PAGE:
No Seatbelt DIY have been promoting shows in Exeter since 2014 and their show on March 8th at the Phoenix may have been the best one yet. An eclectic bill of independent musicians descended upon the Phoenix floor; the DIY promoters had removed the usual raised stage leaving performers and audience on the same level. To accompany the bands there were stalls selling everything from vegan pizza and cruelty free Venus Wigs to handmade badges and plastic dinosaurs.
First up was Me Rex a solo singer songwriter whose incredible use of pedals easily makes up for his lack of backing band. Insightful lyrics and indie hooks complemented by brilliant guitar tone made for a spectacular opening to the show. His EP’s are available in the form of a download code attached to a plastic dinosaur or a temporary tattoo, and they say people don’t buy physical music any more.
Exeter’s own Young Adventurers were up next. This 3 piece indie punk band continues to get better and their simplistic riffs work perfectly in tandem with the heavy impactful drumming and tuneful harmonies. Taking on the big issues such as missing your pets when on holiday, Young Adventurers are fun, upbeat and charmingly comfortable on stage as their between song banter entertained all in attendance.
Drawstring are an indie due from Kent who have an explosive use of soft/loud dynamics as crashing drums underlay catchy riffs. Their set is an unstoppable onslaught of two minute hook riddled autobiographical indie rock tunes. Their minimalist sound highlights the relatable lyrics and the pace at which they churn through the material is an enjoyable familiarity to someone such as myself more accustomed to punk rock shows.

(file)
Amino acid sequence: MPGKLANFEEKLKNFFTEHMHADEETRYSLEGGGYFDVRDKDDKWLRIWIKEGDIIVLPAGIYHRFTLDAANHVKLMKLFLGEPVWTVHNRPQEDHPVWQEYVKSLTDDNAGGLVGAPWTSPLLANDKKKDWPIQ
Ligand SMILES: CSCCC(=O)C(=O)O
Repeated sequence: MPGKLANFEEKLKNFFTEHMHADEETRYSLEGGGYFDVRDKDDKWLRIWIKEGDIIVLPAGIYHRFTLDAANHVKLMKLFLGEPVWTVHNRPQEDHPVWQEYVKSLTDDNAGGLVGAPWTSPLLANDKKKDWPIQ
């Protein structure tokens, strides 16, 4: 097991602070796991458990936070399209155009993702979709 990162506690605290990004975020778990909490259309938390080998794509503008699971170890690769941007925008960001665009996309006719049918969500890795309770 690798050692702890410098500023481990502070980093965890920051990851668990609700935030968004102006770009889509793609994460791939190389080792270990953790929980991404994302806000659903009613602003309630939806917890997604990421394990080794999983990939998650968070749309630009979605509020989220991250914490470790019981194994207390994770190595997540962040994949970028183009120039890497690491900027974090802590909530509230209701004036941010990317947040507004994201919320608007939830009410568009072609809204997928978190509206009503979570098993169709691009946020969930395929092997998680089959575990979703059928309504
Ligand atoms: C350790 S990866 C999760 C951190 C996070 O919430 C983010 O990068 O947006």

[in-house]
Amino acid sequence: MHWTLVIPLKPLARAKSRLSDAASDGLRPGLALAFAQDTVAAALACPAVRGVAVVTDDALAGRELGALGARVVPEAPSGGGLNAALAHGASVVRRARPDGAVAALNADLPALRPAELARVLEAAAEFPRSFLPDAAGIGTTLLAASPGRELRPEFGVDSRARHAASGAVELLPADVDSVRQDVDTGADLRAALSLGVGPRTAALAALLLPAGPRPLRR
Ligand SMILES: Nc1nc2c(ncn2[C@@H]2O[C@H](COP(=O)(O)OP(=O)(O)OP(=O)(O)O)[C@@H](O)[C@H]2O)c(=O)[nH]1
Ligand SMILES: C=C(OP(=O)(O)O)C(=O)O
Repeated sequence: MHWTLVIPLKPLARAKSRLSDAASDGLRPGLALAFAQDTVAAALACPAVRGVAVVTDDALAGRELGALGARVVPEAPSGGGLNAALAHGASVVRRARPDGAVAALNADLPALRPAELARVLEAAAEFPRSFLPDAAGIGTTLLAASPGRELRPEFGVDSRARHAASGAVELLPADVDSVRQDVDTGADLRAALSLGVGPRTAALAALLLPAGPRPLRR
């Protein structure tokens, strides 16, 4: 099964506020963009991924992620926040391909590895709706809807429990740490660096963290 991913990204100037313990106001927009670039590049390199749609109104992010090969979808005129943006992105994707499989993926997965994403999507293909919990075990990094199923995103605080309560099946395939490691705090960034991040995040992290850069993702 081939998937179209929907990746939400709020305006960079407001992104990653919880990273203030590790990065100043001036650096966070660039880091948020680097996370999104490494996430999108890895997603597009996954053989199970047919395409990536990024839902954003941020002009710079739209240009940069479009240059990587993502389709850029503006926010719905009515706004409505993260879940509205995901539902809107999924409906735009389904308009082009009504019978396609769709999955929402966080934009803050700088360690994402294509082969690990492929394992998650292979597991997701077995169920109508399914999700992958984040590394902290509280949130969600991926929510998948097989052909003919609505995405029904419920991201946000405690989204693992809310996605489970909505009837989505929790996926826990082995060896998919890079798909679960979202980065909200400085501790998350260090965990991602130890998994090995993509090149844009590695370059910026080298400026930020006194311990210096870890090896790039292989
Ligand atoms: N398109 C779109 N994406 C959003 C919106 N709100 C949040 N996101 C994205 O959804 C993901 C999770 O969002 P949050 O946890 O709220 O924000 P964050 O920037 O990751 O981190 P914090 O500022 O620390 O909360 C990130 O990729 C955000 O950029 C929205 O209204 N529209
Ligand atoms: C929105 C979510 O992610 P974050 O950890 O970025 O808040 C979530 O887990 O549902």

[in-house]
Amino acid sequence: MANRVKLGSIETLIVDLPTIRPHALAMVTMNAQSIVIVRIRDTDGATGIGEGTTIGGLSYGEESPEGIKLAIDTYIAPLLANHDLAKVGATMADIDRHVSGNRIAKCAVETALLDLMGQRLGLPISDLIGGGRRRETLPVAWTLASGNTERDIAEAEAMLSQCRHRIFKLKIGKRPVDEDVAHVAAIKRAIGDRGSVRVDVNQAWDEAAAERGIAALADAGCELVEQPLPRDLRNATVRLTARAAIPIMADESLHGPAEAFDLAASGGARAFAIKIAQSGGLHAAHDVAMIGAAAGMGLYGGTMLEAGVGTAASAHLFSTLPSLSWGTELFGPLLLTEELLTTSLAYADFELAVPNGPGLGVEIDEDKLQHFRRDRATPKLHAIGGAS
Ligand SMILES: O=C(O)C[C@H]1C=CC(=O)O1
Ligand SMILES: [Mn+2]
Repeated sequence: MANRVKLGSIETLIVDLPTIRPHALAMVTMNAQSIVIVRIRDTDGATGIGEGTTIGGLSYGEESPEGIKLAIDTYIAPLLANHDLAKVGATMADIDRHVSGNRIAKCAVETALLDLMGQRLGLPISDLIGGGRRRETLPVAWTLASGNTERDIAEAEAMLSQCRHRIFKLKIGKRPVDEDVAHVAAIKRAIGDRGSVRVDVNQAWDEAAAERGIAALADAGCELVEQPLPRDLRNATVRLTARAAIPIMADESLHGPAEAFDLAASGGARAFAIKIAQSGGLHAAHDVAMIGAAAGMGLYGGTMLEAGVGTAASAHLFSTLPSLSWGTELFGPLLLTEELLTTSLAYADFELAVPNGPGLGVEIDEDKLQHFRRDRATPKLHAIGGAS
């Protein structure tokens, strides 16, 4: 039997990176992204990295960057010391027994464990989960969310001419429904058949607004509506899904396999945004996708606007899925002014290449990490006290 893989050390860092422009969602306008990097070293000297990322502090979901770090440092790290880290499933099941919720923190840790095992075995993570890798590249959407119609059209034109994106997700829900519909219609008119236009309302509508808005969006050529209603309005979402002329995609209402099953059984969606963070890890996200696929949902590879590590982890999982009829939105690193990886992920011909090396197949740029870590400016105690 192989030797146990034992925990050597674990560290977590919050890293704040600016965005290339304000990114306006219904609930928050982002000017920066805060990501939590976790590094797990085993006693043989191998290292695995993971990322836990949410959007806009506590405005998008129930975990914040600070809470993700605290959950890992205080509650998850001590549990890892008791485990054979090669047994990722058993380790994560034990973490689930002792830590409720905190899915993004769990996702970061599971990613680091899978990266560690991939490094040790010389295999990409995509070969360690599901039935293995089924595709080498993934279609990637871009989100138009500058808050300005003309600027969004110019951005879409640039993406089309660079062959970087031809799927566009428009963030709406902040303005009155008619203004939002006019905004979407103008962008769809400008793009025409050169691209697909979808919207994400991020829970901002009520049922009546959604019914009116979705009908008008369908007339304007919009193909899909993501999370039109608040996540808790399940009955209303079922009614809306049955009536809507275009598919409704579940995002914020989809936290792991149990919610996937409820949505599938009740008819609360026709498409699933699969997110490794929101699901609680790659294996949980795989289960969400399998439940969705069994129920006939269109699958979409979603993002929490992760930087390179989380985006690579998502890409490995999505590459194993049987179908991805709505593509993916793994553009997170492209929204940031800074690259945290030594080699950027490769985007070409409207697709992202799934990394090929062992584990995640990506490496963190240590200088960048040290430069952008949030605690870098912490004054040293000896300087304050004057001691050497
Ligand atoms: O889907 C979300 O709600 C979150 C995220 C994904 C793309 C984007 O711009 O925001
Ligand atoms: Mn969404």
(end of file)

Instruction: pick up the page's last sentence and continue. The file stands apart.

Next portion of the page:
Kermes were the band of the night for me, the quartet from Leicester’s aggressive pop music scene is a bizarre blend of Abba, Placebo and The Pixies. Singer Emily Rose Teece is the star of the show here, her magnetic performance captivated the audience as vocals switched regularly between melody and ferocity. Her guitar work was just as impressive and she owned the floor in a way very few can. In songs such as “Boyfriend” the chaotic rock gives way for haunting ambience. I’ll certainly be keeping both eyes on this band moving forward and I highly recommend that you do the same.
Chiyoda Ku formed in Exeter in 2013 and I’ve been fortunate enough to witness much of their evolution. Having performed across Europe they made their triumphant return. The 3 piece instrumental math rock band have impressed me each time I’ve seen them and never more than tonight. Without doubt they are three of the most talented musicians to come out of the Exeter scene in my 7 years here. I utterly lack the musical knowledge and vocabulary to explain the brilliance of Chiyoda Ku. Effortless movements between complex rhythms are something to behold and the attitude with which they play has an ability to uniquely convey emotion despite the lack of vocals.
Chiyoda Ku are a well oiled machine, in my years watching the band I don’t believe I’ve ever seen them play a note out of time though they’re slick enough that if they had I’m sure they’d play it off without me noticing. The set runs together magnificently as if all intended as one piece of music, and it’s not just me who’s impressed as the grateful crowd demands an encore. This band always makes me feel inadequate as a musician and I love them for it.
The Exeter scene has been quiet of late; the Cavern fire left a gaping hole in the creative community. But on this night No Seatbelt DIY put on one of the best shows in recent memory, a bill wonderfully varied and yet completely complimentary. The enthusiastic audience was the final piece in a perfect puzzle. No Seatbelt DIY’s next show will be on April 14th at a smaller room in the phoenix and if you’re in the Exeter area you’d be a fool to miss it.
Words: Hena Larkin
Pictures: Alex Hall